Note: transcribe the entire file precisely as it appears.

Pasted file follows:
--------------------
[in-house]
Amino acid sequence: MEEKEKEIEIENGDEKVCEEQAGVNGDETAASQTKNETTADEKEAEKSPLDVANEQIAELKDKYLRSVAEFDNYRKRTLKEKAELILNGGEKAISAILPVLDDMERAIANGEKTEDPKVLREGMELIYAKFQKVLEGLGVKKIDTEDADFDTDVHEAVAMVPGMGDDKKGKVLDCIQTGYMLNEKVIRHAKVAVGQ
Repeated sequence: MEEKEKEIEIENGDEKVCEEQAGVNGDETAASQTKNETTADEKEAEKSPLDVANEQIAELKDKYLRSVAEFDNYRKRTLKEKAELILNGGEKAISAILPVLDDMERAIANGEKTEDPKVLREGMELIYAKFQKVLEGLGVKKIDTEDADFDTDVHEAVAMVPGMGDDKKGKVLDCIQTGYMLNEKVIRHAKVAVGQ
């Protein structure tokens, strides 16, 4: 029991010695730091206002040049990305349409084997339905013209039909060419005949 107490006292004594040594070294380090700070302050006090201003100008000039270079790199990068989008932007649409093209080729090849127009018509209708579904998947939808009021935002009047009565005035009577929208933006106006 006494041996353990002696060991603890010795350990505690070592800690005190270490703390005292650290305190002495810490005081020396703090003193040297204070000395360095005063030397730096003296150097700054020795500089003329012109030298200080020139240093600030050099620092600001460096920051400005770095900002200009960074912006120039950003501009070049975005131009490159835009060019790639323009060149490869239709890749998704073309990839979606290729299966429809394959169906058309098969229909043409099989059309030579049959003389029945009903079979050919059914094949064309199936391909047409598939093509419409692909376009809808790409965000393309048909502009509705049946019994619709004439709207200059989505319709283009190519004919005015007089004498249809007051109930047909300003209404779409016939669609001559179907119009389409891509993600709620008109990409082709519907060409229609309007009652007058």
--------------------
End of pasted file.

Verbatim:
[in-house]
Amino acid sequence: MEEKEKEIEIENGDEKVCEEQAGVNGDETAASQTKNETTADEKEAEKSPLDVANEQIAELKDKYLRSVAEFDNYRKRTLKEKAELILNGGEKAISAILPVLDDMERAIANGEKTEDPKVLREGMELIYAKFQKVLEGLGVKKIDTEDADFDTDVHEAVAMVPGMGDDKKGKVLDCIQTGYMLNEKVIRHAKVAVGQ
Repeated sequence: MEEKEKEIEIENGDEKVCEEQAGVNGDETAASQTKNETTADEKEAEKSPLDVANEQIAELKDKYLRSVAEFDNYRKRTLKEKAELILNGGEKAISAILPVLDDMERAIANGEKTEDPKVLREGMELIYAKFQKVLEGLGVKKIDTEDADFDTDVHEAVAMVPGMGDDKKGKVLDCIQTGYMLNEKVIRHAKVAVGQ
């Protein structure tokens, strides 16, 4: 029991010695730091206002040049990305349409084997339905013209039909060419005949 107490006292004594040594070294380090700070302050006090201003100008000039270079790199990068989008932007649409093209080729090849127009018509209708579904998947939808009021935002009047009565005035009577929208933006106006 006494041996353990002696060991603890010795350990505690070592800690005190270490703390005292650290305190002495810490005081020396703090003193040297204070000395360095005063030397730096003296150097700054020795500089003329012109030298200080020139240093600030050099620092600001460096920051400005770095900002200009960074912006120039950003501009070049975005131009490159835009060019790639323009060149490869239709890749998704073309990839979606290729299966429809394959169906058309098969229909043409099989059309030579049959003389029945009903079979050919059914094949064309199936391909047409598939093509419409692909376009809808790409965000393309048909502009509705049946019994619709004439709207200059989505319709283009190519004919005015007089004498249809007051109930047909300003209404779409016939669609001559179907119009389409891509993600709620008109990409082709519907060409229609309007009652007058």